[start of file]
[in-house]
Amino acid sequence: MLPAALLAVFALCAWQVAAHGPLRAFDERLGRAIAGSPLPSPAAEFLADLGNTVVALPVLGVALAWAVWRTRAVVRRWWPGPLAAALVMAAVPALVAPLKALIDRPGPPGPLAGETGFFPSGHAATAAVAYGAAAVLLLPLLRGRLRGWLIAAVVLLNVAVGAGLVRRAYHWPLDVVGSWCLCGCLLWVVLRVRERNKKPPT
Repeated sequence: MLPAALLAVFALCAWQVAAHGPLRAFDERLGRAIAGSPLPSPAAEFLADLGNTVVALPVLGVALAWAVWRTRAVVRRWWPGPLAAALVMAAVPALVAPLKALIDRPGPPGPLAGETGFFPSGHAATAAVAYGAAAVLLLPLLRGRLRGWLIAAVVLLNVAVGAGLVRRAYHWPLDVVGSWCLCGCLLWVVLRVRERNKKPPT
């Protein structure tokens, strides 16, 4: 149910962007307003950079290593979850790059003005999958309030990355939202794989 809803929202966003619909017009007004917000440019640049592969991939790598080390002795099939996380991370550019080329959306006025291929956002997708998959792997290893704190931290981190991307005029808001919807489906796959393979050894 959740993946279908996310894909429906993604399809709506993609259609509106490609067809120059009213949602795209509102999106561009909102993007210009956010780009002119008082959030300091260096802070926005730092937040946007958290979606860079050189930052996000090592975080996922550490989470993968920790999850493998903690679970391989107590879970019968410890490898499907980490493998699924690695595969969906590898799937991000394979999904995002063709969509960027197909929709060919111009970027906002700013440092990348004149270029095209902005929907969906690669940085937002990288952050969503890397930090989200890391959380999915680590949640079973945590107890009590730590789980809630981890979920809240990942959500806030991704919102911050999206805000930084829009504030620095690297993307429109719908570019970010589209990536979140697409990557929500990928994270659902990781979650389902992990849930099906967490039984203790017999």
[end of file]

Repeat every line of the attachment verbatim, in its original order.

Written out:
[in-house]
Amino acid sequence: MLPAALLAVFALCAWQVAAHGPLRAFDERLGRAIAGSPLPSPAAEFLADLGNTVVALPVLGVALAWAVWRTRAVVRRWWPGPLAAALVMAAVPALVAPLKALIDRPGPPGPLAGETGFFPSGHAATAAVAYGAAAVLLLPLLRGRLRGWLIAAVVLLNVAVGAGLVRRAYHWPLDVVGSWCLCGCLLWVVLRVRERNKKPPT
Repeated sequence: MLPAALLAVFALCAWQVAAHGPLRAFDERLGRAIAGSPLPSPAAEFLADLGNTVVALPVLGVALAWAVWRTRAVVRRWWPGPLAAALVMAAVPALVAPLKALIDRPGPPGPLAGETGFFPSGHAATAAVAYGAAAVLLLPLLRGRLRGWLIAAVVLLNVAVGAGLVRRAYHWPLDVVGSWCLCGCLLWVVLRVRERNKKPPT
């Protein structure tokens, strides 16, 4: 149910962007307003950079290593979850790059003005999958309030990355939202794989 809803929202966003619909017009007004917000440019640049592969991939790598080390002795099939996380991370550019080329959306006025291929956002997708998959792997290893704190931290981190991307005029808001919807489906796959393979050894 959740993946279908996310894909429906993604399809709506993609259609509106490609067809120059009213949602795209509102999106561009909102993007210009956010780009002119008082959030300091260096802070926005730092937040946007958290979606860079050189930052996000090592975080996922550490989470993968920790999850493998903690679970391989107590879970019968410890490898499907980490493998699924690695595969969906590898799937991000394979999904995002063709969509960027197909929709060919111009970027906002700013440092990348004149270029095209902005929907969906690669940085937002990288952050969503890397930090989200890391959380999915680590949640079973945590107890009590730590789980809630981890979920809240990942959500806030991704919102911050999206805000930084829009504030620095690297993307429109719908570019970010589209990536979140697409990557929500990928994270659902990781979650389902992990849930099906967490039984203790017999």